Everest Base Camp Trek Day 6: Lobuche memorial for the fallen

by Dave from The Longest Way Home ~ February 17th, 2012. Updated on February 20th, 2013. Published in: Travel blog » Nepal.
Lobuche mountain on Everest Base Camp Trek

Tired and battered … this windy monster now awaits!

Extra acclimatization or move on to Lobuche?

Morning started at 3am. No sleep for me. But, I was feeling a lot better. My headache is only a dull ache now. Though I still feel as though one does after a battle with a fever. I think I’ve beaten my mental barrier on the Everest Base Camp Trek.

Over breakfast the Korean girl announces she was going home and the Canadians announce they were going to spend another day here. The Canadian girl was still feeling sick with altitude sickness and wanted another day of rest. This was a good sensible choice.

The idea of spending another day should have appealed to me too. I discussed it with Narayan. He asked the tea house owner about others coming through. Then looked out the window at the mountain weather.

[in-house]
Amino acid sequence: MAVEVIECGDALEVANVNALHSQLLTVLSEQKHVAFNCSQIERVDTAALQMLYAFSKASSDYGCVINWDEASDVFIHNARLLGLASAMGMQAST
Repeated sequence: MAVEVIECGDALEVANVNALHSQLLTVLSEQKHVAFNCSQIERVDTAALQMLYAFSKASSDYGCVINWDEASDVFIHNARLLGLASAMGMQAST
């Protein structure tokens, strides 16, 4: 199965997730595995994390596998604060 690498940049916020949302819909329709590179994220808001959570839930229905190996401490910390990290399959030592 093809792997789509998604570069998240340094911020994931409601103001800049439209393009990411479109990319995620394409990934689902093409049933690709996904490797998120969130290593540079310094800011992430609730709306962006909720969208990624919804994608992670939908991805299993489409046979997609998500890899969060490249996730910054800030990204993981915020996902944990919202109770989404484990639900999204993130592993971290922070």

Snow was our next challenge.

We needed to get moving before the snow came. It was my choice. Something told me it was time to move on.

Breakfast of champions to trek the steep incline

I devoured a plate of macaroni with cheese, a hot lemon and filled up my bottles with hot water. The trail started steeply from early on. And, apparently was going to continue on like this until base camp.

I can only recall the days before briefly now. Rather than impending doom and an invisible wall I just felt a little daunted. But my wasn’t pounding as much so this helped.

Naked Russians on a frozen river in Nepal

Naked Russians on a frozen river in Nepal

Slow steps and lots of breaths were needed. But, we were moving. Until my boots slipped back two steps every other step.

Barren landscapes and a rising wind as we make it up to 4,900 meters

The air is thin and very dry. I am thirsty all the time. Dust keeps blowing, and at times so strongly that it’s hard to even hear the dry dirt under my slipping feet.

All around us is wasteland. Little if anything can grow at this altitude. Moreover the terrain is more of those monotonous ups and downs I hated so much. Turns and twisting valleys of endless barren brown do little to inspire.

We can look down at the vast lower trail from Pheriche. This would be our route back. For now we were headed towards the last of the steep climbs.